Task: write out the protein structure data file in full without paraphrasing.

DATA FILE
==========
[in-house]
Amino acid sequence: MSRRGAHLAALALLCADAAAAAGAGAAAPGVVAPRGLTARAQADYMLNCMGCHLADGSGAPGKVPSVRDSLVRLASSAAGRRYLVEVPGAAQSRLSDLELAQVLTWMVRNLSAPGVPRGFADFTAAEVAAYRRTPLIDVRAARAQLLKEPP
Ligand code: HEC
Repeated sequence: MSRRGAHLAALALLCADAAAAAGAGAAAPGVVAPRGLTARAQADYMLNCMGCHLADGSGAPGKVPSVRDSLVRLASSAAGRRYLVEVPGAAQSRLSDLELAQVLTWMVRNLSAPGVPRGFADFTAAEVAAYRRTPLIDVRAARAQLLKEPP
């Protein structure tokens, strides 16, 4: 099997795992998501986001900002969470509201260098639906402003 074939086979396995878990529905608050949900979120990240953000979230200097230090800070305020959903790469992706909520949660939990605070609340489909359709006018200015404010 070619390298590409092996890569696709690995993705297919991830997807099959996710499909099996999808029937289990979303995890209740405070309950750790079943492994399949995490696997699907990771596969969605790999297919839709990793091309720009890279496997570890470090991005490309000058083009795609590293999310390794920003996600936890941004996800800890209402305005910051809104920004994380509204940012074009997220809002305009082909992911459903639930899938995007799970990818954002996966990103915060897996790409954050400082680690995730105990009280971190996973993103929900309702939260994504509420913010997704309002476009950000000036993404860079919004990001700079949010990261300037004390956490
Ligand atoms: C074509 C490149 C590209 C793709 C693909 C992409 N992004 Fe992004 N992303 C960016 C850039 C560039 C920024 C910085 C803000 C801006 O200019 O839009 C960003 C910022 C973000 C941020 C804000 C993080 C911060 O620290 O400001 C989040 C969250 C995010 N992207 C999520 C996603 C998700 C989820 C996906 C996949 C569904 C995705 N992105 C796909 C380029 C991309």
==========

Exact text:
[in-house]
Amino acid sequence: MSRRGAHLAALALLCADAAAAAGAGAAAPGVVAPRGLTARAQADYMLNCMGCHLADGSGAPGKVPSVRDSLVRLASSAAGRRYLVEVPGAAQSRLSDLELAQVLTWMVRNLSAPGVPRGFADFTAAEVAAYRRTPLIDVRAARAQLLKEPP
Ligand code: HEC
Repeated sequence: MSRRGAHLAALALLCADAAAAAGAGAAAPGVVAPRGLTARAQADYMLNCMGCHLADGSGAPGKVPSVRDSLVRLASSAAGRRYLVEVPGAAQSRLSDLELAQVLTWMVRNLSAPGVPRGFADFTAAEVAAYRRTPLIDVRAARAQLLKEPP
């Protein structure tokens, strides 16, 4: 099997795992998501986001900002969470509201260098639906402003 074939086979396995878990529905608050949900979120990240953000979230200097230090800070305020959903790469992706909520949660939990605070609340489909359709006018200015404010 070619390298590409092996890569696709690995993705297919991830997807099959996710499909099996999808029937289990979303995890209740405070309950750790079943492994399949995490696997699907990771596969969605790999297919839709990793091309720009890279496997570890470090991005490309000058083009795609590293999310390794920003996600936890941004996800800890209402305005910051809104920004994380509204940012074009997220809002305009082909992911459903639930899938995007799970990818954002996966990103915060897996790409954050400082680690995730105990009280971190996973993103929900309702939260994504509420913010997704309002476009950000000036993404860079919004990001700079949010990261300037004390956490
Ligand atoms: C074509 C490149 C590209 C793709 C693909 C992409 N992004 Fe992004 N992303 C960016 C850039 C560039 C920024 C910085 C803000 C801006 O200019 O839009 C960003 C910022 C973000 C941020 C804000 C993080 C911060 O620290 O400001 C989040 C969250 C995010 N992207 C999520 C996603 C998700 C989820 C996906 C996949 C569904 C995705 N992105 C796909 C380029 C991309």